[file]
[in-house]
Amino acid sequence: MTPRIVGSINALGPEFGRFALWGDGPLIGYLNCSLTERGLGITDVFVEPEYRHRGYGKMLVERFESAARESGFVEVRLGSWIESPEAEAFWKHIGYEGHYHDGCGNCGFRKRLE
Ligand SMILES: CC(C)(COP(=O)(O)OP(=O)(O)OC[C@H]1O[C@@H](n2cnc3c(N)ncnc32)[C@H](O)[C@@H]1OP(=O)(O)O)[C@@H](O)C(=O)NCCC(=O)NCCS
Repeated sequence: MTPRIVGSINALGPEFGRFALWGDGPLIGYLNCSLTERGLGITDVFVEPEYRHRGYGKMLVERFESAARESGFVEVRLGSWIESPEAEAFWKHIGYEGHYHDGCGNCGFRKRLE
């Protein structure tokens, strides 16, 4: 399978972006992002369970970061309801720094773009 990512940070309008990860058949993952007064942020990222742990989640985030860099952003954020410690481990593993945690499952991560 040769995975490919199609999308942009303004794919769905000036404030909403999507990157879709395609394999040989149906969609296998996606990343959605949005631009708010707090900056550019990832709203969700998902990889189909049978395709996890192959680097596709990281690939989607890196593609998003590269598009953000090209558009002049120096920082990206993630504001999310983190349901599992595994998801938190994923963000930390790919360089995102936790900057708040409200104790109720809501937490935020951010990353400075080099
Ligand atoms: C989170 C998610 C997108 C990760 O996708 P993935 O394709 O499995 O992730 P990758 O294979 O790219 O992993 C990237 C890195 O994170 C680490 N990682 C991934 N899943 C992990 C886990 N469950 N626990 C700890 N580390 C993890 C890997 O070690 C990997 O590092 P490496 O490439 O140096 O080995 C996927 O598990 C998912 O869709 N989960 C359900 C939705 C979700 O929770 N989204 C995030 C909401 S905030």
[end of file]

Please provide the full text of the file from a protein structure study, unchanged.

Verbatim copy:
[in-house]
Amino acid sequence: MTPRIVGSINALGPEFGRFALWGDGPLIGYLNCSLTERGLGITDVFVEPEYRHRGYGKMLVERFESAARESGFVEVRLGSWIESPEAEAFWKHIGYEGHYHDGCGNCGFRKRLE
Ligand SMILES: CC(C)(COP(=O)(O)OP(=O)(O)OC[C@H]1O[C@@H](n2cnc3c(N)ncnc32)[C@H](O)[C@@H]1OP(=O)(O)O)[C@@H](O)C(=O)NCCC(=O)NCCS
Repeated sequence: MTPRIVGSINALGPEFGRFALWGDGPLIGYLNCSLTERGLGITDVFVEPEYRHRGYGKMLVERFESAARESGFVEVRLGSWIESPEAEAFWKHIGYEGHYHDGCGNCGFRKRLE
């Protein structure tokens, strides 16, 4: 399978972006992002369970970061309801720094773009 990512940070309008990860058949993952007064942020990222742990989640985030860099952003954020410690481990593993945690499952991560 040769995975490919199609999308942009303004794919769905000036404030909403999507990157879709395609394999040989149906969609296998996606990343959605949005631009708010707090900056550019990832709203969700998902990889189909049978395709996890192959680097596709990281690939989607890196593609998003590269598009953000090209558009002049120096920082990206993630504001999310983190349901599992595994998801938190994923963000930390790919360089995102936790900057708040409200104790109720809501937490935020951010990353400075080099
Ligand atoms: C989170 C998610 C997108 C990760 O996708 P993935 O394709 O499995 O992730 P990758 O294979 O790219 O992993 C990237 C890195 O994170 C680490 N990682 C991934 N899943 C992990 C886990 N469950 N626990 C700890 N580390 C993890 C890997 O070690 C990997 O590092 P490496 O490439 O140096 O080995 C996927 O598990 C998912 O869709 N989960 C359900 C939705 C979700 O929770 N989204 C995030 C909401 S905030």